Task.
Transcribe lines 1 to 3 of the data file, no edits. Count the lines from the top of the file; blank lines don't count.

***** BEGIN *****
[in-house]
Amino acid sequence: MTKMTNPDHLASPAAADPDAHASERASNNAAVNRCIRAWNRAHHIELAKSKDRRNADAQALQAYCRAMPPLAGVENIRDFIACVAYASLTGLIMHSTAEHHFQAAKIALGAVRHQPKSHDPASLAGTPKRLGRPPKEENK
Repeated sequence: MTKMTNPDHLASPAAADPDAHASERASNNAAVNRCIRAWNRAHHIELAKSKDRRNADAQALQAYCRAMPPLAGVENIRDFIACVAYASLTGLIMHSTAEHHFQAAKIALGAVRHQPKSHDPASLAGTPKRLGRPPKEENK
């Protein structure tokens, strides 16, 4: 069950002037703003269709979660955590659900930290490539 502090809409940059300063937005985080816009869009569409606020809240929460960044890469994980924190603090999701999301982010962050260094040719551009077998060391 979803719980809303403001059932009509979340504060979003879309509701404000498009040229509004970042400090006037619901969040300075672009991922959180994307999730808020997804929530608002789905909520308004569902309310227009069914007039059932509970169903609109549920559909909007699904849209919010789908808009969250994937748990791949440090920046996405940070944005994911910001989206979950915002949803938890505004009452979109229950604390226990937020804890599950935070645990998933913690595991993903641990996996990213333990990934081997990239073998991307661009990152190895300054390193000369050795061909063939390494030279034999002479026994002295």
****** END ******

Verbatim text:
[in-house]
Amino acid sequence: MTKMTNPDHLASPAAADPDAHASERASNNAAVNRCIRAWNRAHHIELAKSKDRRNADAQALQAYCRAMPPLAGVENIRDFIACVAYASLTGLIMHSTAEHHFQAAKIALGAVRHQPKSHDPASLAGTPKRLGRPPKEENK
Repeated sequence: MTKMTNPDHLASPAAADPDAHASERASNNAAVNRCIRAWNRAHHIELAKSKDRRNADAQALQAYCRAMPPLAGVENIRDFIACVAYASLTGLIMHSTAEHHFQAAKIALGAVRHQPKSHDPASLAGTPKRLGRPPKEENK